When Your Baby Has Thrush

Sometimes infants may develop a very common condition in which white patches form inside the mouth. Thrush typically affects newborns, but can be present in older babies as well. It can affect babies differently though it is generally harmless. Here are some things you might want to know if you suspect your baby has thrush.

What is thrush?
133915657079S6Y3Thrush occurs as a result from an overgrowth of yeast known as Candida. This fungus is normally already present in the body; however certain factors can alter the balance which in turn yields a yeast infection of the mouth. It is typically characterized by patches of white found on the tongue, inside the cheeks, roof of the mouth and throat and may be accompanied by soreness or pain of the mouth. It does not wipe off easily and appears raw and sore underneath.

The condition is not really serious although it could affect your baby’s eating habits. The only troublesome aspect is that pain and sometimes soreness can cause your baby to not want to suck which can interfere with feedings.

Common Causes of Thrush

Thrush is common in newborns when they become exposed to yeast during birth as a result of the mother’s hormones. The condition can be prevented by avoiding certain known risk factors such as:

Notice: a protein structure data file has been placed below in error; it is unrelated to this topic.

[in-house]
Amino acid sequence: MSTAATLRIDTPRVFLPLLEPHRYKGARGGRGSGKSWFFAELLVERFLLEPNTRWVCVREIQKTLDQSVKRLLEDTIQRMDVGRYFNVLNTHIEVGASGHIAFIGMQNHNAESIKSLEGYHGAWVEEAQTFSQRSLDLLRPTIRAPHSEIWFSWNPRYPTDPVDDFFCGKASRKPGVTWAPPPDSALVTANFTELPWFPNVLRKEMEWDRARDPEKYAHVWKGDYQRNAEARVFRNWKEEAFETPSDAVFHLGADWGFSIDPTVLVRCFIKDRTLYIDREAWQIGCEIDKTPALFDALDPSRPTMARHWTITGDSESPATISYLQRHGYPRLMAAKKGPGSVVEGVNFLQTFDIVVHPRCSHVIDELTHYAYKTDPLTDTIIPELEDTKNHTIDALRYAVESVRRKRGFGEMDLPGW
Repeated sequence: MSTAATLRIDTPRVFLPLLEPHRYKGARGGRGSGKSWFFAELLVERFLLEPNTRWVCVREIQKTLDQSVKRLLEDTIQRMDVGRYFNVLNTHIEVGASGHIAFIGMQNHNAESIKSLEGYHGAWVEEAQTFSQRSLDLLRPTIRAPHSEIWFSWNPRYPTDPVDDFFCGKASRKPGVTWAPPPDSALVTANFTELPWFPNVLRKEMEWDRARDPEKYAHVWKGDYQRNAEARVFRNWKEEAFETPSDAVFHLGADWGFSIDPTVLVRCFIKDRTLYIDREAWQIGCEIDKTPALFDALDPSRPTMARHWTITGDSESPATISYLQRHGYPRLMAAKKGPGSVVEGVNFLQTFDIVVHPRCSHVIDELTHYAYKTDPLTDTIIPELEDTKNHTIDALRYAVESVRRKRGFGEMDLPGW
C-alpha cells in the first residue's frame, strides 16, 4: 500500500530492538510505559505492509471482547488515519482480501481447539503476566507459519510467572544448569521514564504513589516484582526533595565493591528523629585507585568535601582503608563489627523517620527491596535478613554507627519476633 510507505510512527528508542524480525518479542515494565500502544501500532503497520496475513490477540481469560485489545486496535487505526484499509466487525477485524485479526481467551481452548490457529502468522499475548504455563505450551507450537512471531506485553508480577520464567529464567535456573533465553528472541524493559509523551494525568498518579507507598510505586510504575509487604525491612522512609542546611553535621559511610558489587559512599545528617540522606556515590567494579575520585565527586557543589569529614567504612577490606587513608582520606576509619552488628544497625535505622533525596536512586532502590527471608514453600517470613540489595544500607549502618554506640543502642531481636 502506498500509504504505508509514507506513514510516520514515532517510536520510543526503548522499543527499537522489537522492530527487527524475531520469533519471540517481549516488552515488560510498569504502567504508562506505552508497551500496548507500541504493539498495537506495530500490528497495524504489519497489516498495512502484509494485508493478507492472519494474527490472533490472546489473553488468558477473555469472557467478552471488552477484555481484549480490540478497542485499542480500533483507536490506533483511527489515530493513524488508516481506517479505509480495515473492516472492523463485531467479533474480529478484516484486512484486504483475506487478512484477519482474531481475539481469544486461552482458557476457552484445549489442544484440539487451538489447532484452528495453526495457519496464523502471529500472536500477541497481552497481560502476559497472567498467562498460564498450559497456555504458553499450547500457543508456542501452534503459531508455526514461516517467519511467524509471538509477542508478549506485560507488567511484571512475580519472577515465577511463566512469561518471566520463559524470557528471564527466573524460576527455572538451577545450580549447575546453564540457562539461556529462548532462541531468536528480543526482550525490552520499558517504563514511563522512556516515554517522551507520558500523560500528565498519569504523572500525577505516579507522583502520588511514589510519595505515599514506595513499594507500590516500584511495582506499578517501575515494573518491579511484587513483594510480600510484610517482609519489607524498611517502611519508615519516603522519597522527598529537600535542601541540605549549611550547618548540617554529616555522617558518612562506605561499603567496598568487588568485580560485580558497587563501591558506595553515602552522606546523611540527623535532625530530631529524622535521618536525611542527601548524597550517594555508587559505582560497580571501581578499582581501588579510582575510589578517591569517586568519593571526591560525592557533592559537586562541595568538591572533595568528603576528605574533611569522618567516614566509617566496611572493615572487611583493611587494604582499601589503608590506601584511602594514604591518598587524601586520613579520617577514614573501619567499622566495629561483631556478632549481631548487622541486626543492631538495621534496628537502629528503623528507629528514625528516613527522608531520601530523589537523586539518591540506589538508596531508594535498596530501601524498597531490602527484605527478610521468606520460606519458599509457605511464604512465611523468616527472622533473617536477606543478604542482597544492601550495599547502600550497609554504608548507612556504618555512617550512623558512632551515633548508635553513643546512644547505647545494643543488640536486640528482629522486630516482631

• Medications which interrupt the body’s natural Candida production
  • Illnesses

Certain medications, antibiotics in particular, can alter the balance of yeast and may lead to an overproduction resulting in infection. Avoid taking antibiotics unless advised by a physician if you are breastfeeding. Babies with a weakened immune system or who are ill are more susceptible to developing thrush.

The yeast which causes thrush can be passed on to others through direct contact. In breastfeeding mothers, it can be passed on from the baby to mom during feedings causing a yeast infection of the nipples. Likewise, the mother can pass it back to the baby. In infants and toddlers, it can be spread by sharing toys or touching anything that was in the infected child’s mouth.

What to do

In most cases medication is not necessary for treatment when your baby has thrush. It clears up within a few weeks and may not cause any problems in infants. If your infant is having difficulty eating call your physician. A physical exam by either a physician or a dentist can confirm if it is thrush and a medication may be prescribed known as Nystatin which is applied directly onto the affected area. In addition, acetaminophen may be advised to help with pain. Just be sure to check the dosage guidelines for your baby’s age and weight.

If you are breastfeeding and your baby has thrush you should allow your nipples to air dry completely to avoid the spread of the infection. Your doctor may advise applying the Nystatin medication to your nipples. Clean and sanitize your breast pump parts as well if you are pumping.

Be sure to clean and sterilize your baby’s toys, bottles, and anything they put in their mouth. Thrush does not generally cause any severe or life-threatening risks and will clear up on its own. Consult your physician if your baby’s condition worsens or lasts longer than a week.

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